Taken together, clinical trial data from the JAK inhibitors that are currently in phase II or III of development show that the drugs “seem to be effective in RA, with a favorable tolerance profile, regardless of their different JAK specificity,” say Marie-Christophe Boissier (Inserm UMR 1125, Bobigny, France) and colleagues in an editorial [35].

“It is then reasonable to say that several new jakinibs will be marketed in a near future,” they comment.

Which patients are JAK inhibitors suitable for?

Tofacitinib is approved for use by adult patients with moderate-to-severe RA in both the US and Europe. The US label specifies that the drug should be given to those who have had an inadequate response or intolerance to methotrexate [12], whereas the European label states that tofacitinib is suitable for those who responded inadequately to or are intolerant to one or more DMARDs [13].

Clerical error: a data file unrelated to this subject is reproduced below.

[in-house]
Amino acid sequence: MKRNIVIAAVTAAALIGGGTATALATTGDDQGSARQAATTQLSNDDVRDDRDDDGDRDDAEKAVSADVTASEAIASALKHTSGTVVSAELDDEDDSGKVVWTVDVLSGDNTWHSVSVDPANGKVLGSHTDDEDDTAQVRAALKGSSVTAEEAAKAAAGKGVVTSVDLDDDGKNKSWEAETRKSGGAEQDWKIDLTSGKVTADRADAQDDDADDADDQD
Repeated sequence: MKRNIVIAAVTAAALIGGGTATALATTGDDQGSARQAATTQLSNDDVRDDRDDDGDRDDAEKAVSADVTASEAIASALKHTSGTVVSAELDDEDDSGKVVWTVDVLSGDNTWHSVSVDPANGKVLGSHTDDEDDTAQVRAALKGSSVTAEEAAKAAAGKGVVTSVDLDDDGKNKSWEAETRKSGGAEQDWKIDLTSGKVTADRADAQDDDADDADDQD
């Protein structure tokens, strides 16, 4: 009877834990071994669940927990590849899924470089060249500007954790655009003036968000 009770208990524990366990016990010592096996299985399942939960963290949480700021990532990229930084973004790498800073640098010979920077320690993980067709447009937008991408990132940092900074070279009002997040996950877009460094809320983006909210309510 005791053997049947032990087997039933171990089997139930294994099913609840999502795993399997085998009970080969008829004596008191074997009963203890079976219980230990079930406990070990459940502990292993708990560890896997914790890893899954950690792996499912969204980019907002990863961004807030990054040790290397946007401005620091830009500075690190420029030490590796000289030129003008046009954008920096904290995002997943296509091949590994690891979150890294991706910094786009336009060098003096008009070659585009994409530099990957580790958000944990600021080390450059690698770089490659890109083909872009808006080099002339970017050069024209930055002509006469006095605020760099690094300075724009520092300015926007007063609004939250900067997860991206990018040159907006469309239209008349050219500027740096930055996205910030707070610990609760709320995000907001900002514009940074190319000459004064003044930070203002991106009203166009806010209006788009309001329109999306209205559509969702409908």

Similarly, baricitinib is approved in Europe for the treatment of moderate-to-severe active RA among adult patients with an inadequate response or intolerance to at least one DMARD.

Boissier and colleagues note that clinical trials support similar positioning for the other JAK inhibitors in clinical development [35].

Although head-to-head trials have demonstrated the superiority of both tofacitinib and baricitinib to methotrexate in early RA, they believe that “it is unlikely that these drugs may replace [methotrexate] as first line of intervention.” Accordingly, they point out that “in the latest ACR recommendations for the treatment of RA, there is a conditional suggestion to prioritize agents with longer postmarketing experience”.